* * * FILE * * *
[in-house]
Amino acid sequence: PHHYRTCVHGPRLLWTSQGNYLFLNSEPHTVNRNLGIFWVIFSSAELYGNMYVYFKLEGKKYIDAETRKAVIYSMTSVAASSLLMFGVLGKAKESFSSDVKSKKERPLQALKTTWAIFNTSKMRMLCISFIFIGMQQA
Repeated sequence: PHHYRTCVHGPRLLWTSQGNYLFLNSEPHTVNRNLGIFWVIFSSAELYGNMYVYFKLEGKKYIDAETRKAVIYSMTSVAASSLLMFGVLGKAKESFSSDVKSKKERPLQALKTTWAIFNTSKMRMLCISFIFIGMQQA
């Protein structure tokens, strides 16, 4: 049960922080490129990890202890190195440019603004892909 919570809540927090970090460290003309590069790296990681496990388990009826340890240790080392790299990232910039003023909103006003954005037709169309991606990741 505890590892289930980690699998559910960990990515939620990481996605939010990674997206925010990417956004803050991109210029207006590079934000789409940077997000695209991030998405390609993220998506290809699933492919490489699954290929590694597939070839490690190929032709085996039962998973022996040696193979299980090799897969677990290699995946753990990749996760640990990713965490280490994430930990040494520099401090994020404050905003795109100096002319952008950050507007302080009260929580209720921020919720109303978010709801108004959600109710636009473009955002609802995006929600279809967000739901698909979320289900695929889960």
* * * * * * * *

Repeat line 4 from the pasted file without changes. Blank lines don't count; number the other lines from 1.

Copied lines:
């Protein structure tokens, strides 16, 4: 049960922080490129990890202890190195440019603004892909 919570809540927090970090460290003309590069790296990681496990388990009826340890240790080392790299990232910039003023909103006003954005037709169309991606990741 505890590892289930980690699998559910960990990515939620990481996605939010990674997206925010990417956004803050991109210029207006590079934000789409940077997000695209991030998405390609993220998506290809699933492919490489699954290929590694597939070839490690190929032709085996039962998973022996040696193979299980090799897969677990290699995946753990990749996760640990990713965490280490994430930990040494520099401090994020404050905003795109100096002319952008950050507007302080009260929580209720921020919720109303978010709801108004959600109710636009473009955002609802995006929600279809967000739901698909979320289900695929889960």